No, not that kind of goldfish.  Don't I wish!  As a sidenote, these are special goldfish crackers, that the blogger where this photo originated made into a recipe he calls pirhanna goldfish.  Go check them out, they look amazing!   (via http://thatdarneddad.com

No, not that kind of goldfish. Don’t I wish! As a side note, these are special recipe goldfish crackers, called piranha goldfish. Go check them out at That Darned Dad; the recipe looks delish and oh-so-easy!

 

3) Last TToT, I gave thanks for the ever useful, much needed hair tie.  Well, now I have to say I am ever so grateful for my hairbrush.  A lot like hair ties, when one loses their hairbrush, bad things can happen.  Try sleeping on wet-from-the-shower hair without brushing it first.  Good thing I had a hair tie (and a found hairbrush) the next morning!  Let’s just say it wasn’t pretty.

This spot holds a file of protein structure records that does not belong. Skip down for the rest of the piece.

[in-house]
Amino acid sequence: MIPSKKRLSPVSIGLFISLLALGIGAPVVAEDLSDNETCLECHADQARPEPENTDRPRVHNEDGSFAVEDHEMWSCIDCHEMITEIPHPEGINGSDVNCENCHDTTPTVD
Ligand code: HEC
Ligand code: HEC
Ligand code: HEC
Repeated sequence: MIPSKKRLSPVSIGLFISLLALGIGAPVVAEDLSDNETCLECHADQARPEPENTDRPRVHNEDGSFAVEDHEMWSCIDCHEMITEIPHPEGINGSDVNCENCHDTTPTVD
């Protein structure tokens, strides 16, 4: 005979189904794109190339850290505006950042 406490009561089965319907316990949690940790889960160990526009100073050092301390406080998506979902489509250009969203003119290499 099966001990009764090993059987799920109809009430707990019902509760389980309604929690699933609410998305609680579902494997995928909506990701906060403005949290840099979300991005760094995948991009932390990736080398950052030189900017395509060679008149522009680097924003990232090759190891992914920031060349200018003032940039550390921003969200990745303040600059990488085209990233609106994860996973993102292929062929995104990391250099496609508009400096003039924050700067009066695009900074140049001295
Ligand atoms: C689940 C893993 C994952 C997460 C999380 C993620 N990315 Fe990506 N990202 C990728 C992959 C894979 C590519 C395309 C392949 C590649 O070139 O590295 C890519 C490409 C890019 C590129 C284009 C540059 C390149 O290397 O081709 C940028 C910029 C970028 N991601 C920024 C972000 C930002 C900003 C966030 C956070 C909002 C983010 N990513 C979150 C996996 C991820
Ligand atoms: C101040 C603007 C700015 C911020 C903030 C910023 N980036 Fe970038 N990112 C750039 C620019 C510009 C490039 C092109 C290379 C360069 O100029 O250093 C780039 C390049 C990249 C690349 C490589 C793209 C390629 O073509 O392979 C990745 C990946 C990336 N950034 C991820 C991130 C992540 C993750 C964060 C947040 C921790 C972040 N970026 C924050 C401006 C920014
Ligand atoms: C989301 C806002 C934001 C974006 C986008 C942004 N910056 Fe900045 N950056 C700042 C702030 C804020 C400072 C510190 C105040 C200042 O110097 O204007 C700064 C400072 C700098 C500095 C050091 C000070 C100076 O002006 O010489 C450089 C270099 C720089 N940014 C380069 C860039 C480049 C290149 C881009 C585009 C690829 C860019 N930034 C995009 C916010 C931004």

It was actually a little worse than this.  Picture hair about that big, but much more curly and frizzy. The originators of this picture actually have some good tips on how to repair frizziness.  Check them out here!

It was actually a little worse than this. Picture hair about that big, but much more curly and frizzy.
The originators of this picture actually have some good tips on how to repair frizziness. Check them out here!

 

4) My mom’s BFF, Glo.  She is an amazing woman, known best for her authentic Mexican cooking and looking perfectly dressed and accessorized for every occasion.  I’m actually not sure if I’ve ever seen her without earrings or at least some form of makeup on.  Glo has been taking me to church with her and helping me on my journey to perhaps become Catholic.  Glo is about the sweetest woman I’ve ever known.  She would do (and does) do anything for anyone.  I feel very blessed to have her in my life.  She is my mom’s best friend, and my good friend by proxy.